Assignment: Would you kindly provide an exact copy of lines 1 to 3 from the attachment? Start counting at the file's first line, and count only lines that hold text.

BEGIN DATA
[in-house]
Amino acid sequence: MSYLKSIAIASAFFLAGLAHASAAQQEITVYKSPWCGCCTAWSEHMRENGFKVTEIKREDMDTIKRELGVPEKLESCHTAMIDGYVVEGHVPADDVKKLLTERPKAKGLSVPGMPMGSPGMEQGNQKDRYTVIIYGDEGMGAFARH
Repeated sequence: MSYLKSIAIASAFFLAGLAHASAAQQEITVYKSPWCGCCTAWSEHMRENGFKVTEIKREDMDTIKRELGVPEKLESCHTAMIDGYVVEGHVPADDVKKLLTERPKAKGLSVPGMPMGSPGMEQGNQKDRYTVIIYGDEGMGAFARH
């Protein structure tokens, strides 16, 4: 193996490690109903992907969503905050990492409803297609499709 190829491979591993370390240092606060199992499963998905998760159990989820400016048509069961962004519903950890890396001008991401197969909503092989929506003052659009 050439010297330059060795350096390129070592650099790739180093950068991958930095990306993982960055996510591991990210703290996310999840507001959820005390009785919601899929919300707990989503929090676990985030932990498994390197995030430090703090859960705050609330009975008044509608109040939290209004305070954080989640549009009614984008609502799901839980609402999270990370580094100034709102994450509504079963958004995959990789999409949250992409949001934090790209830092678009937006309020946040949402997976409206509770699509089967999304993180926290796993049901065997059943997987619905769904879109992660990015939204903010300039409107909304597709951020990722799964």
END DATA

[in-house]
Amino acid sequence: MSYLKSIAIASAFFLAGLAHASAAQQEITVYKSPWCGCCTAWSEHMRENGFKVTEIKREDMDTIKRELGVPEKLESCHTAMIDGYVVEGHVPADDVKKLLTERPKAKGLSVPGMPMGSPGMEQGNQKDRYTVIIYGDEGMGAFARH
Repeated sequence: MSYLKSIAIASAFFLAGLAHASAAQQEITVYKSPWCGCCTAWSEHMRENGFKVTEIKREDMDTIKRELGVPEKLESCHTAMIDGYVVEGHVPADDVKKLLTERPKAKGLSVPGMPMGSPGMEQGNQKDRYTVIIYGDEGMGAFARH